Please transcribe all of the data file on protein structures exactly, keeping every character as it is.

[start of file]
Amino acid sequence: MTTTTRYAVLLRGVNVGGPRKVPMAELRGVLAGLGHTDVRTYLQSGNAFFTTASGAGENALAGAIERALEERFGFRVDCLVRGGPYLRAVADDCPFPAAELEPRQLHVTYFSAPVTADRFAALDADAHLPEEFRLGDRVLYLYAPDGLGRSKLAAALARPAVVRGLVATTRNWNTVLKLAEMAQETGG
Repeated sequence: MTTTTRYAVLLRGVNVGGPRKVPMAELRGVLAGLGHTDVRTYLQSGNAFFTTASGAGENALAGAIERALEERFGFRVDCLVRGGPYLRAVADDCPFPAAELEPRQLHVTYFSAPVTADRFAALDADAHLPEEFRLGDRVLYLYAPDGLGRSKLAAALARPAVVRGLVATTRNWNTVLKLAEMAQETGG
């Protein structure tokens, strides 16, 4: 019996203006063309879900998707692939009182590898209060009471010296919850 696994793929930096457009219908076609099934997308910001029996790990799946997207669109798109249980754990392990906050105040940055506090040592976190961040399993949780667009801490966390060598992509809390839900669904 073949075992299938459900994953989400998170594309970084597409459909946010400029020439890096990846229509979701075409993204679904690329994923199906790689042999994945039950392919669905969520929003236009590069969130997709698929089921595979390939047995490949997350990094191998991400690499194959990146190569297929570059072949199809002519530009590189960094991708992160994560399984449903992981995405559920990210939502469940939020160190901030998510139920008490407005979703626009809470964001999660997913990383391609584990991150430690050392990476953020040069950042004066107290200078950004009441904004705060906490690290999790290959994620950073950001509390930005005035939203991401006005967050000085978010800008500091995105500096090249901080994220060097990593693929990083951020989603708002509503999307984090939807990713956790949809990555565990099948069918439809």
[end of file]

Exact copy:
Amino acid sequence: MTTTTRYAVLLRGVNVGGPRKVPMAELRGVLAGLGHTDVRTYLQSGNAFFTTASGAGENALAGAIERALEERFGFRVDCLVRGGPYLRAVADDCPFPAAELEPRQLHVTYFSAPVTADRFAALDADAHLPEEFRLGDRVLYLYAPDGLGRSKLAAALARPAVVRGLVATTRNWNTVLKLAEMAQETGG
Repeated sequence: MTTTTRYAVLLRGVNVGGPRKVPMAELRGVLAGLGHTDVRTYLQSGNAFFTTASGAGENALAGAIERALEERFGFRVDCLVRGGPYLRAVADDCPFPAAELEPRQLHVTYFSAPVTADRFAALDADAHLPEEFRLGDRVLYLYAPDGLGRSKLAAALARPAVVRGLVATTRNWNTVLKLAEMAQETGG
């Protein structure tokens, strides 16, 4: 019996203006063309879900998707692939009182590898209060009471010296919850 696994793929930096457009219908076609099934997308910001029996790990799946997207669109798109249980754990392990906050105040940055506090040592976190961040399993949780667009801490966390060598992509809390839900669904 073949075992299938459900994953989400998170594309970084597409459909946010400029020439890096990846229509979701075409993204679904690329994923199906790689042999994945039950392919669905969520929003236009590069969130997709698929089921595979390939047995490949997350990094191998991400690499194959990146190569297929570059072949199809002519530009590189960094991708992160994560399984449903992981995405559920990210939502469940939020160190901030998510139920008490407005979703626009809470964001999660997913990383391609584990991150430690050392990476953020040069950042004066107290200078950004009441904004705060906490690290999790290959994620950073950001509390930005005035939203991401006005967050000085978010800008500091995105500096090249901080994220060097990593693929990083951020989603708002509503999307984090939807990713956790949809990555565990099948069918439809």